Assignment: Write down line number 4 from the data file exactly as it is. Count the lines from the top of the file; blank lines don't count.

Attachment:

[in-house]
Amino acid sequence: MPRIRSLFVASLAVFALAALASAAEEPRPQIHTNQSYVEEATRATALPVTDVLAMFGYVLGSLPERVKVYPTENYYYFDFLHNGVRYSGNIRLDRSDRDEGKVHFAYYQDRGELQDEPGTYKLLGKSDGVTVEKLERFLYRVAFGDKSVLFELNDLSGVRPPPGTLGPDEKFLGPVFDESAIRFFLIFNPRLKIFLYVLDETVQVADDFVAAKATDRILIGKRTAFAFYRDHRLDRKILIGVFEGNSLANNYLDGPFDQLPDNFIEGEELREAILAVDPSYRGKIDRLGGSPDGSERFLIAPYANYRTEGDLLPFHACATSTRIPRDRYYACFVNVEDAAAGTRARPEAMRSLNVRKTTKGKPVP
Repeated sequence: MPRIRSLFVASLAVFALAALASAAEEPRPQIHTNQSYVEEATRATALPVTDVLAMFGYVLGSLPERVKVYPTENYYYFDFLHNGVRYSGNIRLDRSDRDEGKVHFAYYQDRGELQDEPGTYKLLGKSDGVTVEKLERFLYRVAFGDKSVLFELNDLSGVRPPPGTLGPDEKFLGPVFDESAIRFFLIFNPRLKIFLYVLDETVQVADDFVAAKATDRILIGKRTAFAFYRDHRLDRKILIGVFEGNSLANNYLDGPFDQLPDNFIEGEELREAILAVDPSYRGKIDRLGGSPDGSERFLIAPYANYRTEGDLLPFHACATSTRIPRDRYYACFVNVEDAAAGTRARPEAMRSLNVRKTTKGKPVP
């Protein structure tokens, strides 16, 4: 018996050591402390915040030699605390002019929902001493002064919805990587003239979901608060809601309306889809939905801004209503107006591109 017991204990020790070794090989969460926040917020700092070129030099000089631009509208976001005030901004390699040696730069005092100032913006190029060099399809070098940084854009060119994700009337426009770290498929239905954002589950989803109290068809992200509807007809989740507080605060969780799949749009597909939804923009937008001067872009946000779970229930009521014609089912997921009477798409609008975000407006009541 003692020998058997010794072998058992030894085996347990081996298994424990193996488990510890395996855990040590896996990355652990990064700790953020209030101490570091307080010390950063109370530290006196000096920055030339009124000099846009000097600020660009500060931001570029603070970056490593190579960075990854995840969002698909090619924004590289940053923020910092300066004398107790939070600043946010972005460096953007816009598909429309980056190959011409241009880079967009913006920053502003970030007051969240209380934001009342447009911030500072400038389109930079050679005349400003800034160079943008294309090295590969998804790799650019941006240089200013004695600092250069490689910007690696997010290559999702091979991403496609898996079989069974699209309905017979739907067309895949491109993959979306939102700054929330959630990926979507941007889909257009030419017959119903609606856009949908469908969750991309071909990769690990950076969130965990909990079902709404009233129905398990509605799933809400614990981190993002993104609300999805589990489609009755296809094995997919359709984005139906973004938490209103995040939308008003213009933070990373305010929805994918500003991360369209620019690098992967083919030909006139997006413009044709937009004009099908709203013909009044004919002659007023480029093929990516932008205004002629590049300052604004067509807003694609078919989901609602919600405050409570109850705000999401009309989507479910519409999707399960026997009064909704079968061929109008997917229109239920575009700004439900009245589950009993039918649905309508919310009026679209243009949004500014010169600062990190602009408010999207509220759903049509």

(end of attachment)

């Protein structure tokens, strides 16, 4: 018996050591402390915040030699605390002019929902001493002064919805990587003239979901608060809601309306889809939905801004209503107006591109 017991204990020790070794090989969460926040917020700092070129030099000089631009509208976001005030901004390699040696730069005092100032913006190029060099399809070098940084854009060119994700009337426009770290498929239905954002589950989803109290068809992200509807007809989740507080605060969780799949749009597909939804923009937008001067872009946000779970229930009521014609089912997921009477798409609008975000407006009541 003692020998058997010794072998058992030894085996347990081996298994424990193996488990510890395996855990040590896996990355652990990064700790953020209030101490570091307080010390950063109370530290006196000096920055030339009124000099846009000097600020660009500060931001570029603070970056490593190579960075990854995840969002698909090619924004590289940053923020910092300066004398107790939070600043946010972005460096953007816009598909429309980056190959011409241009880079967009913006920053502003970030007051969240209380934001009342447009911030500072400038389109930079050679005349400003800034160079943008294309090295590969998804790799650019941006240089200013004695600092250069490689910007690696997010290559999702091979991403496609898996079989069974699209309905017979739907067309895949491109993959979306939102700054929330959630990926979507941007889909257009030419017959119903609606856009949908469908969750991309071909990769690990950076969130965990909990079902709404009233129905398990509605799933809400614990981190993002993104609300999805589990489609009755296809094995997919359709984005139906973004938490209103995040939308008003213009933070990373305010929805994918500003991360369209620019690098992967083919030909006139997006413009044709937009004009099908709203013909009044004919002659007023480029093929990516932008205004002629590049300052604004067509807003694609078919989901609602919600405050409570109850705000999401009309989507479910519409999707399960026997009064909704079968061929109008997917229109239920575009700004439900009245589950009993039918649905309508919310009026679209243009949004500014010169600062990190602009408010999207509220759903049509």